I see no reason why Hartley’s fielding ability should not improve further. The word around is she has worked really hard at this and I see no reason it won’t keep improving. Both left armers have to spend net time with a bat but, as was pointed out on commentary, with so few left hand batsmen in international cricket I see no reason why both shouldn’t take the field pretty frequently in future. If their form continues I see no problem with losing a right-arm spinner for either of them. My point simply is it need not be an “either-or” situation. Yesterday’s defeat in ODI2 was not down to the bowling, it was the batting collapse. If the last 5 had managed even a few each, the result would have been different.
1. Pitches. When the highest score in four innings is 149 something is awry. Regardless of which side you’re on this can’t be good for women’s cricket when set against the men habitually posting 350-plus nowadays. It may be “good attritional cricket” but it won’t attract bums to seats. Thank God it wasn’t televised!
2. Chasing. Last summer England won the first ODI v Pakistan convincingly by 7 wickets, after an early stutter. The remaining five matches (ODI and T20) were all won batting first. This followed a T20 World Cup where chasing became a serious issue for England. On a poor (by all accounts) pitch, with longish boundaries and a slow outfield, chasing down 150 may not be as easy as it looks on paper, but this is an area that England need to do some serious work on. I felt in the summer we should have put Pakistan in a couple of times as much for the practice as anything, and I haven’t changed my mind.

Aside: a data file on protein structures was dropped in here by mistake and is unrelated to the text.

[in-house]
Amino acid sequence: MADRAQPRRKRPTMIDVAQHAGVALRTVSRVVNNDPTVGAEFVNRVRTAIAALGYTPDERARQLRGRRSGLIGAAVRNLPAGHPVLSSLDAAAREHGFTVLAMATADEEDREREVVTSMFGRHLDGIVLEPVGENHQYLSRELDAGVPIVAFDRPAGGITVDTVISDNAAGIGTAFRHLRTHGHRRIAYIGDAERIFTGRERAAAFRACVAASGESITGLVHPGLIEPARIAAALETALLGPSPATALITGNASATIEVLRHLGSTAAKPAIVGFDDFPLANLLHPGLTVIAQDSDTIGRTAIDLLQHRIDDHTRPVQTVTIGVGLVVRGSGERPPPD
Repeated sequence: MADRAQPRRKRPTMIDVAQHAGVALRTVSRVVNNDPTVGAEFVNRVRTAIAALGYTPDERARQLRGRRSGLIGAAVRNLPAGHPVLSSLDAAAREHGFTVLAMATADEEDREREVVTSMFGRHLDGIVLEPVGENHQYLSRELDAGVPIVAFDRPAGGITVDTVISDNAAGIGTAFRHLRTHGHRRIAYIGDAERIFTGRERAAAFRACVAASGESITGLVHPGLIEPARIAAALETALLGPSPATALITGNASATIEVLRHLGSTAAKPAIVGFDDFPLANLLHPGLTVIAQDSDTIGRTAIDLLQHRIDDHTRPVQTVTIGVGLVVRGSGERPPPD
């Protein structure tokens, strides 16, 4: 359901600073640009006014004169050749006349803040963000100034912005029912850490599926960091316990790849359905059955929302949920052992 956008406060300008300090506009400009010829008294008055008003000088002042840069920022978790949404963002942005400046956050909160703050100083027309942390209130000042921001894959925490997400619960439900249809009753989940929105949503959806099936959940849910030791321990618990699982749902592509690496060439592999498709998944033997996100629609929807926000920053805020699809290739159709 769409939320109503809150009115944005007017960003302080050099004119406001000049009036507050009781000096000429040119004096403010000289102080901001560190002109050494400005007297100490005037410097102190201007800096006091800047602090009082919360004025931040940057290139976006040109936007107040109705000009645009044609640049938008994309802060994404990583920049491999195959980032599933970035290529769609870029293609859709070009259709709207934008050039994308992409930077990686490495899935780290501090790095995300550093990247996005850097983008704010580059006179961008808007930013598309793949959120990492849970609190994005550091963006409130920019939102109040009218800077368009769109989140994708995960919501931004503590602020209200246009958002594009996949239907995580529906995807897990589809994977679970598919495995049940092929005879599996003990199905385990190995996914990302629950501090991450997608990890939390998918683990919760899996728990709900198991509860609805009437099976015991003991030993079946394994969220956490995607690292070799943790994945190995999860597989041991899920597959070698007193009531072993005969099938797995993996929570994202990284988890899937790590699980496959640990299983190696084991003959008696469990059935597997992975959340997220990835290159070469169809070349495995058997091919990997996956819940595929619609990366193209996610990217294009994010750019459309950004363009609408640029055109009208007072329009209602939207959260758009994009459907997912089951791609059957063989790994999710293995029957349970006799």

3. Mark Robinson. I’m in no hurry to pass judgment yet. But the one thing that does needle me a little is him being in the commentary box. It may be more in the style of an interview for much of the time, but he’s being asked to pass public comment on his players while they’re out in the middle. I would only ask one question – would Trevor Bayliss be asked to do this? And if so, would he agree to it? It doesn’t sit right with me. He should be in the dugout, even when his team is in the field. I get that he perhaps wants his team, and his skipper, to think for themselves rather than cast an eye to the sidelines for guidance, but the commentary box is not the place for him during play.
Totally agree with your comments regarding Robinson and he should be with the Team in the dug out–not in the commentary box.The trouble is he wants to be the centre of attraction all the time and there is no way he should be passing comments on England players in the middle of a One day International.
There you go again Clive been personal. What possible evidence have you to say he wants to be the centre of attention. Do you know him? have you talked to him?
Jason Gilespie was a regular in the commentary box for Yorkshire, I guess working on the premise that he was trying to promote county cricket. Isnt that what’s happenning here.
Don’t compare the job that a men’s international coach does to a woman’s coach because the two worlds are completely different.
My family enjoy it when one one of coaching staff come on the radio because you learn more of what they are trying to do and get a real insight into the game.
Yes on both counts.
Although the result was disappointing, England played decently for 5/6ths of this match. The side looked in control for much of the game. I was never highly confident we’d reach the target, but it certainly looked very possible up to about the 100 mark.
West Indies can thank Dottin a lot for this win. Earlier in her spell she was getting frustrated as England were taking her for a few twos that should have been ones. The body language was not good- it could have got worse for her but instead it all started working, she got 3 quick wickets and the match was effectively over. This won’t always happen once the West Indies shoulders start slumping.